- Created on Friday, 20 December 2013 19:08
- Written by IVN
Washington, D.C. - U.S. Senator Barbara Boxer (D-CA) today issued the following statement on the National Defense Authorization Act for Fiscal Year 2014 (NDAA), which included her bipartisan amendment to reform Article 32 of the Uniform Code of Military Justice (UCMJ) to help protect victims of sexual assault from abusive treatment during pre-trial proceedings.
Senator Barbara Boxer: "I am so pleased that this bill includes important reforms to Article 32 of the Uniform Code of Military Justice (UCMJ), which are based on an amendment I authored with Senator Graham.
"I want to thank Senator Graham for working with me on this issue. I also want to thank Chairman Levin and Ranking Member Inhofe for working so closely with us. Without their support, these critical reforms would not have been incorporated into this bill.
"These reforms will help end the abusive and invasive questioning of sexual assault victims during pre-trial Article 32 proceedings.
"Article 32 proceedings are the military’s equivalent of preliminary hearings in the civilian criminal justice system. However, Article 32 proceedings have become their own trials—where the defense counsel can harass and intimidate sexual assault victims and ask questions that would never be permitted in civilian courts.
"No victim should ever have to endure this type of abuse.
"Our military justice system should encourage sexual assault victims to report these crimes and pursue justice by prosecuting perpetrators. Tragically, the Article 32 process does just the opposite.
"Roger Canaff—a former prosecutor who has worked with the military as a legal consultant on sexual assault cases—says that Article 32 proceedings are so difficult for victims that “a lot of cases die there as a result.”
"And in fact, the military’s own statistics show that nearly 30 percent of sexual assault victims who originally agree to help prosecute their alleged offenders change their minds before trial.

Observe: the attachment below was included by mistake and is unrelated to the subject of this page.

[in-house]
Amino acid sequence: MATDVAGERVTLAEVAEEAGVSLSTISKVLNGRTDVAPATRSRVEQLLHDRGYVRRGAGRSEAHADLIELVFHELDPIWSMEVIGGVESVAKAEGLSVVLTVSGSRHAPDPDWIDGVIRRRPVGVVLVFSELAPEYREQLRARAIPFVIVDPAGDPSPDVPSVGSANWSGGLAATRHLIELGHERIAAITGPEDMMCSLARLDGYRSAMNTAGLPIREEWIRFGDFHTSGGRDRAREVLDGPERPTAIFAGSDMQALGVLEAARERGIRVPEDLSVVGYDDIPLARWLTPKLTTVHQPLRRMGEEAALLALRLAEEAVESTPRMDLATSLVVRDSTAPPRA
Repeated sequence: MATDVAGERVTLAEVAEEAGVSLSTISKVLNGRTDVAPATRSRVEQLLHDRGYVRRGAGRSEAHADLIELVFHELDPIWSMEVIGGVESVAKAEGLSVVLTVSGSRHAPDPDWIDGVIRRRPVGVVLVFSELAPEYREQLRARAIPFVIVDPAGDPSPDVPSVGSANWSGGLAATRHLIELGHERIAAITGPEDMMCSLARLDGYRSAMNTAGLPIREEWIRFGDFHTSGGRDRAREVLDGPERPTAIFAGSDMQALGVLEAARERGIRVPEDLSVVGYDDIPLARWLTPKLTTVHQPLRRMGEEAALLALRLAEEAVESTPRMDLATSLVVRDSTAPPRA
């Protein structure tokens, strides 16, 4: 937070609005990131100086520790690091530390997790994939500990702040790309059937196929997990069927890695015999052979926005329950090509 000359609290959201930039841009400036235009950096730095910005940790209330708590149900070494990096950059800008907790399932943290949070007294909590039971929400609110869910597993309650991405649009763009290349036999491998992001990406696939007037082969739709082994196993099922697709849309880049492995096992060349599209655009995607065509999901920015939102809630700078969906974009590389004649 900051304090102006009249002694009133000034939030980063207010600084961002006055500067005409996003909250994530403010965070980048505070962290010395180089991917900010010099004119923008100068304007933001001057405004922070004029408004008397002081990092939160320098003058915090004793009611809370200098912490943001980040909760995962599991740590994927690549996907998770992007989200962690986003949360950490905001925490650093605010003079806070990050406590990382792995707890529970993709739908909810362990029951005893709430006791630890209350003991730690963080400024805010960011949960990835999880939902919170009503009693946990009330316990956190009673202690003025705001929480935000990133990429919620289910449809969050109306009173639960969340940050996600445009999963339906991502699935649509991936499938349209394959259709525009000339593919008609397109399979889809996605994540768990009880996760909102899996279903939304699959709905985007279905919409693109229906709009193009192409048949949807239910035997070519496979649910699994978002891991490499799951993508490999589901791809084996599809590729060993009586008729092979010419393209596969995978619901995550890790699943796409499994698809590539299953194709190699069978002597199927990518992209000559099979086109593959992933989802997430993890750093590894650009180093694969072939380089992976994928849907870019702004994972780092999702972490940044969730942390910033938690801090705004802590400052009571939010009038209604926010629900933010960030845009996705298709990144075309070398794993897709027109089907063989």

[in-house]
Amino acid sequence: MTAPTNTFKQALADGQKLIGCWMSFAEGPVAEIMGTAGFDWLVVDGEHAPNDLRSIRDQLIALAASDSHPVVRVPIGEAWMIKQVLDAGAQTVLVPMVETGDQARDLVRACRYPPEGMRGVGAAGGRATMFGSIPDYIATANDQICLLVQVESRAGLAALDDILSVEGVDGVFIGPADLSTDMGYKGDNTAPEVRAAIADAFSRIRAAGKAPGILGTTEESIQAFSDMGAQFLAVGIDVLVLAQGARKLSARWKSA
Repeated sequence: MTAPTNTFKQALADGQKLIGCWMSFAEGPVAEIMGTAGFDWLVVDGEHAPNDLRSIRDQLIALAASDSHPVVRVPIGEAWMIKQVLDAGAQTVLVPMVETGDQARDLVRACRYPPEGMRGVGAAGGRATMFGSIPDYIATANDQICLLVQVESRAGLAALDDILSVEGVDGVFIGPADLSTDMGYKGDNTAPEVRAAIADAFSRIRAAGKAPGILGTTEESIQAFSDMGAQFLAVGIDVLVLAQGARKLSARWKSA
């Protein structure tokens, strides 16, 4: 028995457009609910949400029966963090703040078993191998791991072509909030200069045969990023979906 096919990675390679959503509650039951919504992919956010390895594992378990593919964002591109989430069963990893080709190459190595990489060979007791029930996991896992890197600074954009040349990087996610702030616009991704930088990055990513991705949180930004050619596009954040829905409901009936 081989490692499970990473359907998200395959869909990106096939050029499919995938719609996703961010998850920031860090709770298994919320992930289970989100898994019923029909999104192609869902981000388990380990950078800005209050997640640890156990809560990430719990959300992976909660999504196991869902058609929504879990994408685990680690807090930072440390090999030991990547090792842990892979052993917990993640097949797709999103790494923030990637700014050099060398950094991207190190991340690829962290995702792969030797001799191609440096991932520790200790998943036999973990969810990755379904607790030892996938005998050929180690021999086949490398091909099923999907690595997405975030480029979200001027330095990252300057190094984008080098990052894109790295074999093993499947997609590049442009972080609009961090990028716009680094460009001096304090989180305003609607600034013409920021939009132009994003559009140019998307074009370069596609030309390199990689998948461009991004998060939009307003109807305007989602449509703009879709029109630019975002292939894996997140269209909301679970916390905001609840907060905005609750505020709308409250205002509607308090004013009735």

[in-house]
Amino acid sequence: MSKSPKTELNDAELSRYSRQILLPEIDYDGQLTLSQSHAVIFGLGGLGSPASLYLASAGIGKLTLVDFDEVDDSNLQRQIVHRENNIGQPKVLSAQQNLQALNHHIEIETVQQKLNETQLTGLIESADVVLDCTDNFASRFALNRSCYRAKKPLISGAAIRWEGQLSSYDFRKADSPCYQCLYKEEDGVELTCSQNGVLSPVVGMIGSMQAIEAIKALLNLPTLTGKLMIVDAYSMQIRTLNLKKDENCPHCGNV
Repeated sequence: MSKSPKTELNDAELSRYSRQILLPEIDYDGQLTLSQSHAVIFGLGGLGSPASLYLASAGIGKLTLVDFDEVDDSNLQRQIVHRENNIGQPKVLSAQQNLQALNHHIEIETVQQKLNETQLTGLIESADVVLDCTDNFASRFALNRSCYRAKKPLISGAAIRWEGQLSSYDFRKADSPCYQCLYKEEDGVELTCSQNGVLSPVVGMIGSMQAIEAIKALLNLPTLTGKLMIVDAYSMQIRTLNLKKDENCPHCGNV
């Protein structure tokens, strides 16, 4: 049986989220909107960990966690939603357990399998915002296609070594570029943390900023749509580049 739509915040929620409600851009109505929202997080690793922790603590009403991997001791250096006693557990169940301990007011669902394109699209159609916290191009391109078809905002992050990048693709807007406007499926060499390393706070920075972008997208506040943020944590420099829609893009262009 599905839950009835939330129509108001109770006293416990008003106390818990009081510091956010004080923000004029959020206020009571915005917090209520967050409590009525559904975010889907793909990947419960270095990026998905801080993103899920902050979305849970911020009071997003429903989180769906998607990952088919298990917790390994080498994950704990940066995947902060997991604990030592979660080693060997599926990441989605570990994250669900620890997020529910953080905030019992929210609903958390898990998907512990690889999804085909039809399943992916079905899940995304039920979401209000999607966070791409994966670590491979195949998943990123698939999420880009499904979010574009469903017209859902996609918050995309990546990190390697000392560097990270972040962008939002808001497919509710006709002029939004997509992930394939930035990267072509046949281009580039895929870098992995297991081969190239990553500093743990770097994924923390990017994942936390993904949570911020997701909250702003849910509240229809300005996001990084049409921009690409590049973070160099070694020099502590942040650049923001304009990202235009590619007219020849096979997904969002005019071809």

"The National Defense Authorization Act addresses this serious problem by bringing Article 32 proceedings more in line with how preliminary hearings are conducted in the civilian criminal justice system."
Specifically, the bill:
• Limits the scope of Article 32 proceedings to the question of probable cause. This will help ensure that Article 32 proceedings do not turn into fishing expeditions that serve only to discredit and humiliate victims.
• Requires Article 32 proceedings to be presided over by an impartial military lawyer, except in extraordinary circumstances.
• Requires all Article 32 proceedings to be recorded—putting in place a uniform standard across all of the services. It also gives victims access to the recording.
• Prevents victims from being forced to testify in Article 32 proceedings. Instead, alternative forms of testimony including sworn statements could be used. This will ensure that victims are not re-victimized during Article 32 proceedings.
These commonsense reforms will ensure that victims of sexual assault are not put on trial simply for making the courageous decision to pursue justice. And this change has broad support from survivors, military leaders and military law experts.
Karalen Morthole—who was raped by a Master Sergeant at a bar on the grounds of the Marine Barracks in Washington, DC—supports reforming the Article 32 process: “People always say, ‘This is why so many people don’t come forward.’ I agree. The process should be changed so survivors of rape feel confident rather than discouraged when trying to pursue justice.”
Major General Vaughn Ary—the Staff Judge Advocate to the Commandant of the Marine Corps—agrees that “there is room for change in Article 32.”
In addition, Eugene Fidell—a professor of military justice at Yale Law School and a former Coast Guard judge advocate—has said that Article 32 proceedings have “become bloated” and “should be replaced by a simple probable cause hearing.”
I am so pleased that there is a clear consensus on the need to reform the Article 32 process to better protect victims of sexual assault. This is an important step forward in addressing the epidemic of military sexual assault.
But let me be clear, there is only one fundamental change that will give sexual assault survivors the confidence to report these heinous crimes knowing that justice will be served—the bipartisan Military Justice Improvement Act.
I am deeply disappointed that this important bill was not included in the National Defense Authorization Act, because until vicious crimes like sexual assault are handled outside the chain of command, we will not have truly fixed our broken military justice system.
That is why I look forward to proudly casting my vote in support of Senator Gillibrand’s bill in January, and I urge my colleagues to do the same.